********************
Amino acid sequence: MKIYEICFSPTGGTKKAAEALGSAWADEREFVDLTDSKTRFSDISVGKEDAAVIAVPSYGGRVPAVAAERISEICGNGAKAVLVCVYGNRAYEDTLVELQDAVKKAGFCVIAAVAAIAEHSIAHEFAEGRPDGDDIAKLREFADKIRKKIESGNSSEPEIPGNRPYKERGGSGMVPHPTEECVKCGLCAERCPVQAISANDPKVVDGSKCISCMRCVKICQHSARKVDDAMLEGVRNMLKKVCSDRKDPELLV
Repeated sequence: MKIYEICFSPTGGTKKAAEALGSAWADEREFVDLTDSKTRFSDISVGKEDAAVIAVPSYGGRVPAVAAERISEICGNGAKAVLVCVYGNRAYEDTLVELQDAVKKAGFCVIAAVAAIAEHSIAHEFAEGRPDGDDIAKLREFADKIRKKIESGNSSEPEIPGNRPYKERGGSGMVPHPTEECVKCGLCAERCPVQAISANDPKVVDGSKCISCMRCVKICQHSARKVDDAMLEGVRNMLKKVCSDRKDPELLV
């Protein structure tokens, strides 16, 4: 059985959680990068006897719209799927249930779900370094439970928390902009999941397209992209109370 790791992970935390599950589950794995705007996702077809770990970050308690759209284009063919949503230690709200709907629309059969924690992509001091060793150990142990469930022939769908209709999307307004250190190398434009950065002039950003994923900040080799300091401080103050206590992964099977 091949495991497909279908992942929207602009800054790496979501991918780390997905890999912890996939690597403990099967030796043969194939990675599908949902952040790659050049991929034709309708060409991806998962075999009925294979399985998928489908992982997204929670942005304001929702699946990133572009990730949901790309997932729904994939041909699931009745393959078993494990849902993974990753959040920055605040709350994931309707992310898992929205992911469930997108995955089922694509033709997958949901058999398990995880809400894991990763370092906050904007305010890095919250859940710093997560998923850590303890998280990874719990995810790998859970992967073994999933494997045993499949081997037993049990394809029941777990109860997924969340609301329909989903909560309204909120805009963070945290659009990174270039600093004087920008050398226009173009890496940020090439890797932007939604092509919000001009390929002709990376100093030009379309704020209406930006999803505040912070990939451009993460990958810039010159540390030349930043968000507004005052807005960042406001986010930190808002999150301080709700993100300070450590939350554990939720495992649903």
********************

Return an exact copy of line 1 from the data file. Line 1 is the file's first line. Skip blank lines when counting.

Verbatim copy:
Amino acid sequence: MKIYEICFSPTGGTKKAAEALGSAWADEREFVDLTDSKTRFSDISVGKEDAAVIAVPSYGGRVPAVAAERISEICGNGAKAVLVCVYGNRAYEDTLVELQDAVKKAGFCVIAAVAAIAEHSIAHEFAEGRPDGDDIAKLREFADKIRKKIESGNSSEPEIPGNRPYKERGGSGMVPHPTEECVKCGLCAERCPVQAISANDPKVVDGSKCISCMRCVKICQHSARKVDDAMLEGVRNMLKKVCSDRKDPELLV